The 55,000th and final cardboard box of frozen library books is out of cold storage, almost three years after two arson fires gutted the Central Library in downtown Los Angeles.
The books, which had been stored at subzero temperatures amid rock lobster tails, school lunches and egg rolls in a Pasadena warehouse, were taken out of deep-freeze Wednesday and should be at the library next week.
The timing could not be more perfect.
The library will open its doors to the public Monday at its temporary site, 433 S. Spring St.
"It has been a long trial," library spokesman Robert Reagan said. "We are really excited about having the collection available to the people on Monday. That's the important thing."
Rushed Into Storage
Library workers whisked 700,000 water-damaged books into cold storage after the fires in April and September, 1986, to prevent mold and mildew from ruining them.
Then came the second step of the $2.8-million restoration process--defrosting and restoring the damaged books and magazines.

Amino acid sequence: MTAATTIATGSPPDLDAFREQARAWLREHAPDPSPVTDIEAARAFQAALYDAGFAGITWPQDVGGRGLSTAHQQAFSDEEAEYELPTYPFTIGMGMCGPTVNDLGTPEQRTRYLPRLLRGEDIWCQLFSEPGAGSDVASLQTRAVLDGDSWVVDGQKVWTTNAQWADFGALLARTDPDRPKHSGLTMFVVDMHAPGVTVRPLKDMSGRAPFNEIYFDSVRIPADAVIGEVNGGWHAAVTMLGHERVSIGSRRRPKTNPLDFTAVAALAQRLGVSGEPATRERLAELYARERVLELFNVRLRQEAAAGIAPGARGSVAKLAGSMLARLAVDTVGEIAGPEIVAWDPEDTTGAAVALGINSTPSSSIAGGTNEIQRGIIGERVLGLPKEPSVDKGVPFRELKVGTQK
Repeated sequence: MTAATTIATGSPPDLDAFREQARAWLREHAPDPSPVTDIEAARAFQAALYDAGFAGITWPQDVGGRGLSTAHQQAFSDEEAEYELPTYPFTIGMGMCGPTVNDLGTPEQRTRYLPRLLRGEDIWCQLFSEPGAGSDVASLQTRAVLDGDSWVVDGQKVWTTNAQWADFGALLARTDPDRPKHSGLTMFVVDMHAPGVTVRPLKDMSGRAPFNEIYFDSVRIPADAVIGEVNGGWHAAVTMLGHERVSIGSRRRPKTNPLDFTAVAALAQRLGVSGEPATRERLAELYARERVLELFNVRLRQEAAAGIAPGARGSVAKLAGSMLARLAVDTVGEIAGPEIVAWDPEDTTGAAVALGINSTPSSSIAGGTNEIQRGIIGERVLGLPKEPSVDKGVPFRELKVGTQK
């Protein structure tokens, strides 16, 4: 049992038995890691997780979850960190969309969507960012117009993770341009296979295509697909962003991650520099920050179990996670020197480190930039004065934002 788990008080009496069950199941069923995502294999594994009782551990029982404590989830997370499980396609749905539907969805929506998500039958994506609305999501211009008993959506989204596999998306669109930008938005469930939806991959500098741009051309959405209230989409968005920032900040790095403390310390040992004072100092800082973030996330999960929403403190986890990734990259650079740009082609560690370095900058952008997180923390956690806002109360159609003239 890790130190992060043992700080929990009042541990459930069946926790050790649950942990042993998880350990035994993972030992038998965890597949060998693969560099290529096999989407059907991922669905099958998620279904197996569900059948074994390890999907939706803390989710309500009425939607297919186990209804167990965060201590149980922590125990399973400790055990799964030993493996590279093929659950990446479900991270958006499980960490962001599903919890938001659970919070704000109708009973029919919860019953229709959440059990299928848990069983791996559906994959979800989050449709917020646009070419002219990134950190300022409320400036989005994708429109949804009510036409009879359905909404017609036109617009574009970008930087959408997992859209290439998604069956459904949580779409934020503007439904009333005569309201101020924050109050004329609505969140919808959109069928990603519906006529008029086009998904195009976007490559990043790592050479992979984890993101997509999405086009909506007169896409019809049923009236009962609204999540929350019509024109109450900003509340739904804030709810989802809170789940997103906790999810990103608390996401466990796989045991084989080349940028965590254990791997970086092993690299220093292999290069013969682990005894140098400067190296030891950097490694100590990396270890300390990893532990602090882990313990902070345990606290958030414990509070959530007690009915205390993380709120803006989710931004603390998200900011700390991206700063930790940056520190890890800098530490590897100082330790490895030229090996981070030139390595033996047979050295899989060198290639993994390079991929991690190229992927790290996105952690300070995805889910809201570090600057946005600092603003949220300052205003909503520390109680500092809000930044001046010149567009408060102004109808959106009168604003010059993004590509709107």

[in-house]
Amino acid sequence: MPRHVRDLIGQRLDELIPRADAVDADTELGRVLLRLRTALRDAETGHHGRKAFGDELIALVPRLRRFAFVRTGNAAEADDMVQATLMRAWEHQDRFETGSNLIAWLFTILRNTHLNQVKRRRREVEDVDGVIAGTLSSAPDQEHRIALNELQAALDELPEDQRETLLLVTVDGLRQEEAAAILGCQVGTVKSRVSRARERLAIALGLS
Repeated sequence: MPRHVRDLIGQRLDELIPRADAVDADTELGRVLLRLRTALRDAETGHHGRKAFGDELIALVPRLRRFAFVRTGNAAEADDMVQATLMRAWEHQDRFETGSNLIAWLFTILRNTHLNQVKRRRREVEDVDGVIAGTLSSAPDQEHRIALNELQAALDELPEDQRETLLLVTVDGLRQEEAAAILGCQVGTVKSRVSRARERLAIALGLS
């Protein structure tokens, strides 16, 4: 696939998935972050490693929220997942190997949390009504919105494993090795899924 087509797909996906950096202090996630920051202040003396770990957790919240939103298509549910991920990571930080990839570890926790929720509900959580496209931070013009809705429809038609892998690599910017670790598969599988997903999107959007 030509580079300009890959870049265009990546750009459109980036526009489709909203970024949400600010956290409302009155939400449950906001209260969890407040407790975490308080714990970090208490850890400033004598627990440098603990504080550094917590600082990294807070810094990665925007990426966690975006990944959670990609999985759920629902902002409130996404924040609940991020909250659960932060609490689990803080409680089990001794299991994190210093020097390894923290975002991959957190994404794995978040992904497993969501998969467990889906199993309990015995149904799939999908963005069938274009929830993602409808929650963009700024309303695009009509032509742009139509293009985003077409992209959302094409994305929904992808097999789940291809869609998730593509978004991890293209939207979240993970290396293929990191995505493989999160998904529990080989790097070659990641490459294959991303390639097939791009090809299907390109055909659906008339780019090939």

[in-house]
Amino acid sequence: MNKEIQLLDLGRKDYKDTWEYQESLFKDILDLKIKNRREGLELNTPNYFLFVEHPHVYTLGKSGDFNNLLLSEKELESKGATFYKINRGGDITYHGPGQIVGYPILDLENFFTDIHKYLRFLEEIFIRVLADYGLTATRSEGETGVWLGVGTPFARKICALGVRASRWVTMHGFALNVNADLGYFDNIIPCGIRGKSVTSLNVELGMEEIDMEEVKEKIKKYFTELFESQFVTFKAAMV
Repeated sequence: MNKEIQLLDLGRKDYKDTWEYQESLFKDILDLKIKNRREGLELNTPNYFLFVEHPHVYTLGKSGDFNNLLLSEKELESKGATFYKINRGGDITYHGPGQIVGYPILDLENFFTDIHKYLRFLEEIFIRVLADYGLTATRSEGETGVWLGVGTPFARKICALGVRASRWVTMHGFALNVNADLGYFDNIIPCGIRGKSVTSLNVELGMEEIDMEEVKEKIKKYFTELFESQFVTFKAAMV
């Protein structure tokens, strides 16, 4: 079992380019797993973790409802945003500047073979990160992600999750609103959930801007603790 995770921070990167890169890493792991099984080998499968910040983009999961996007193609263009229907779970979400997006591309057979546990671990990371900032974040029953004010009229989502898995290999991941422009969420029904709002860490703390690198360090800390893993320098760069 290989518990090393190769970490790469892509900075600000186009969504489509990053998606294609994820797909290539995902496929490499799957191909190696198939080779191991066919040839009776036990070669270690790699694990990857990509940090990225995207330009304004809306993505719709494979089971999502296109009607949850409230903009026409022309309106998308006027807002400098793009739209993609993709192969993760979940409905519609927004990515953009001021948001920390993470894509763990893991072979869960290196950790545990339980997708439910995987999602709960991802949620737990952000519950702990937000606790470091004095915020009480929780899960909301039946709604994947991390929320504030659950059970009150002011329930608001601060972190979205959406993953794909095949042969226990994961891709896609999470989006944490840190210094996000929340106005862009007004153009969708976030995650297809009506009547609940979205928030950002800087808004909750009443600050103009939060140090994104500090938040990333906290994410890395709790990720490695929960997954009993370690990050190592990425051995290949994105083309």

Two companies using different restoration methods in what the library called the largest-ever book-drying project finished the bulk of the work by January, Reagan said.
Don R. Hartsell, president of Houston-based Solex Technologies, was all handshakes and smiles on Wednesday after he arrived at Pasadena's Los Angeles Cold Storage in a rented truck to pick up the last load of books.
"This is a glorious moment for us," Hartsell said. "It is the culmination of a very successful renovation. It has been almost a saga."
Will Be Restored
Hartsell said the books will be restored in his downtown Los Angeles plant.
In the event of another library disaster, the restoration process will be easier and less expensive, thanks to lessons learned in Los Angeles. Books can be dried and restacked without ever leaving the library, using techniques developed during this project, Hartsell said.
"That is the advance that has come from this particular project," he said.
The new Central Library building is scheduled to open in 1992.